"When a man is tired of trading, he is tired of life." If Samuel Johnson were alive today and running a hedge fund portfolio, he might well have uttered those words. Being tired from trading, on the other hand, is an occasional fact of a PM's life. And at the moment, Macro Man is pretty fatigued.
When one has a big bet in place that starts to go wrong, he has two options: stick with it and wear the drawdown, or trade 'em up. There isn't necessarily a single correct answer, as the appropriate response is shaped by level of conviction, market positioning, and one's own return and risk profile.
In any event, regular readers will know that your author has been running a short equity position, which was working swimmingly until about 10 am London time on Monday. Since then, obviously, global equities have stormed higher, leaving Macro Man facing the choice mentioned above. And he's decided to trade 'em up.
So yesterday he traded Eurostoxx futures, S&P options, AUD/NZD spot, USD/BRL options, silver futures, oil futures, Bund futures, and Bund options. The fruits of his labour were largely successful, but it's left him too tired to come up with a coherent piece this morning (or, as a reader pointed out, anything like the requisite level of proof-reading of yesterday's post.)
Given that there is some interesting data, earnings releases, and other issues today, it seems like a perfect opportunity to revive the "running diary" format. So away we go....
8.57 a.m.: So CIT halts trading last night and a story circulates that they're on the verge of a bailout. Then, after the close, the story leaks that they'll be left to their own devices. WTF? Did the Treasury do a quick survey to see wwho held their $70 bio or so worth of debt, discovered that it was no one important, and decide to leave CIT to the wolves? Enquiring minds want to know....
9.14 am: Some mumbles about a Chinese RRR hike, and equities are at their lows of the day. Helicpoter Wen getting nervous?
9.28 am: First day trade of the day goes sour; selling the break of the lows in Eurostoxx wasn't a great idea. Back to the drawing board...
9.59 am: Gym before Nokia earnings (@ 11 am London) or after JPM (@ 11.30?) Macro man's humming and hawing...
10.21 am: After JPM it is, as Macro Man's spent the past 20 minutes discussing the literary merits of Gabriel Garcia Marquez and Arturo Perez-Reverte with a couple of colleagues.
11.01 am: Nokia looks a tad light on both EPS and revenue basis...VG1 falls 7 points. Yawn.
11.16 am: NZD: never has a turd smelled so bad yet stayed so high for so long.....
11.30 am: JPM beats handily, coming in at 28c vs expected 5c. To quote Gomer Pyle, "surprise, surprise, surprise." Amusingly, the consensus was at 28c just a few days ago. Anyhow, who cares about CIT? New highs everywhere! And with that, Macro Man has a quick meeting with Hans and Franz to attend....
1.01 pm: Back after a hard session. Macro Man has found to his chagrin that at the age of 38, six weeks of complete physical inactivity produces a near-catastrophic loss of strength and muscle tone. Alas, recovery is much slower than loss! Macro Man has somehow shed more than 4 kilos over the last month, so at least the old power/weight ratios are improving...
1.31 pm: Shocking(ly low) claims data, especially the conttinuing claims. looks like some hefty seasonal adjustment issues and distortions with the auto shutdowns. That sort of begs the question of why auto industry shutdowns are now wiped from the data. Is Stalin running the Laabor Department now?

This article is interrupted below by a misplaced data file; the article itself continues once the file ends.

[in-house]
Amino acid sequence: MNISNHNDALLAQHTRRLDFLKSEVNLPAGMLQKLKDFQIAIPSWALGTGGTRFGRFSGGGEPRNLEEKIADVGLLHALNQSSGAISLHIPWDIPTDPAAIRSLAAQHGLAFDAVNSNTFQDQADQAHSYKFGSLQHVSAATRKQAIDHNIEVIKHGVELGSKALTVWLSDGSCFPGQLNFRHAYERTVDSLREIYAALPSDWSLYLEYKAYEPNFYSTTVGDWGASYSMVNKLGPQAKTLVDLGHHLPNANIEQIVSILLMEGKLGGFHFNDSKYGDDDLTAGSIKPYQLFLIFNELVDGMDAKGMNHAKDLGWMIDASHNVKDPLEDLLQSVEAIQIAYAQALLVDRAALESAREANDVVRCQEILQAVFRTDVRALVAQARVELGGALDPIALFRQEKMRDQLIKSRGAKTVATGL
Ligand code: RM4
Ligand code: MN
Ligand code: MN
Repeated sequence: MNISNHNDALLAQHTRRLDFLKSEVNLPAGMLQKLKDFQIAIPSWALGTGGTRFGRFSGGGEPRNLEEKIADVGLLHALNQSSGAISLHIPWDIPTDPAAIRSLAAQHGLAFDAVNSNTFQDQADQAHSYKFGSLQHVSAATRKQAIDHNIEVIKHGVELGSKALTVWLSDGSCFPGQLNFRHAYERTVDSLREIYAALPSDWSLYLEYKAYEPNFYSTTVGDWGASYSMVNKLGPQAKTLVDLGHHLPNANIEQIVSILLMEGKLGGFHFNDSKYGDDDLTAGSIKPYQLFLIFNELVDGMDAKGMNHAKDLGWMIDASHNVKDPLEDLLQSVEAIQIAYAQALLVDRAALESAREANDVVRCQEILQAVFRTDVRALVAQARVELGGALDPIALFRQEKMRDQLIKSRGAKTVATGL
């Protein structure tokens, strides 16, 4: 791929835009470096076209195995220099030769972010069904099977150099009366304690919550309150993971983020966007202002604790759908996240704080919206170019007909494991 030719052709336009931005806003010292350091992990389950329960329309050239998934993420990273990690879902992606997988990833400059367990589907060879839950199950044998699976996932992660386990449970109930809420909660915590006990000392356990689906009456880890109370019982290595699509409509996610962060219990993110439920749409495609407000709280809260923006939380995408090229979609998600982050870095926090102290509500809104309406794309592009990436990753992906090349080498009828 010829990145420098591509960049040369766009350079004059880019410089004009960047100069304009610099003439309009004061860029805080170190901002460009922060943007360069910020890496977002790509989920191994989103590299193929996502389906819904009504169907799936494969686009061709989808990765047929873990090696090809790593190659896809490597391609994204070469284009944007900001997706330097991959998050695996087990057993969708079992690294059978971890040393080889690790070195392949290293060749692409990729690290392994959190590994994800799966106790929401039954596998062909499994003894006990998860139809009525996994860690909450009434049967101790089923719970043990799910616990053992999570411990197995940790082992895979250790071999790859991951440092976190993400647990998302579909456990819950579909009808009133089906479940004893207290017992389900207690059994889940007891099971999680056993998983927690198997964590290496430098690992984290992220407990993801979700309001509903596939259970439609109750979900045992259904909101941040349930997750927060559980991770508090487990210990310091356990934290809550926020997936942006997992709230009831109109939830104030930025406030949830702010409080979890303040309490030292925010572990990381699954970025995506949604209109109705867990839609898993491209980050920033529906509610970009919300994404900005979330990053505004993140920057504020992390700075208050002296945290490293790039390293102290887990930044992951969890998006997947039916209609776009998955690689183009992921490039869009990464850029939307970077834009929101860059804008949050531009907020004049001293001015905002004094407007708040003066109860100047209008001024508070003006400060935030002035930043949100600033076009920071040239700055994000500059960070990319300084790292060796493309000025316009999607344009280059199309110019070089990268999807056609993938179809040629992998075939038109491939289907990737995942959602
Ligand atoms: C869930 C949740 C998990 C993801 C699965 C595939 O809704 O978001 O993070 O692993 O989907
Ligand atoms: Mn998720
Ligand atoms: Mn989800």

2.01 pm: Shock horror! For the first time in recent memory, the TIC data shows a trend (in this case, sales of $ assets) that match what the FX market did that month (the dollar went down.) Still, this data remains comfortably esconced in the "who gives a crap?" drawer.
2.25 pm: Five minutes before the open, and equity futures are very slightly limp while bonds have caught their first bid of the week (other than a half-hour squeeze at one point on Tuesday). Anything to draw from that? Who knows....let's see what happens after the initial retail flurry and Philly fed at 3 pm.
3.02 pm: Philly Fed declines for the first time since February. Stocks get a bit of a challenge, and bonds catch a bit more of a bid. Would put the chat amongst the oiseaux to see "risk-off" take hold here, wouldn't it?
3.12 pm: So will Mr. Miyagi pay a visit to the market today. Having implored Daniel-san to go "risk on" Monday morning, is he now returning to check on his protege's progress and advise him to go "risk off?" Let's see.
3.53 pm: Sigh. After great succcess yesterday, Macro Man has fallen to earth with his day trading today and delivered the red card after getting stopped out at local extremes twice in a give minute span after Philly Fed. Let's mark the sheets and go home.
4.43 pm: Another busy day in the books, so Macro Man's going to get the early train home. Let's see if the SPX drags him to the home office this evening....
7.45 pm: It just keeps on going, doesn't it? If only Macro Man hadn't pitched most of his remaining equity deltas today. It certainly has the feel of a melt-up, and it's tempting to get stuck in. But it felt equally dreadful last week, and, well....look how this week turned out. And as a couple of commenters have observed, earnings usually start out strong (relative to expectations) and then fizzle. Still, with GOOG, BAC, and the once-mighty C out before tomorrow's open, the squeeze can continue for at least a while longer.
9.01 pm: And now, Google reports. "Ex-items" beats consensus by a healthy margin; "ex-ex-items" has a shortfall by an even larger margin. What "items" cost GOOG 70c a share? That's a lot of beanbags for the playroom....
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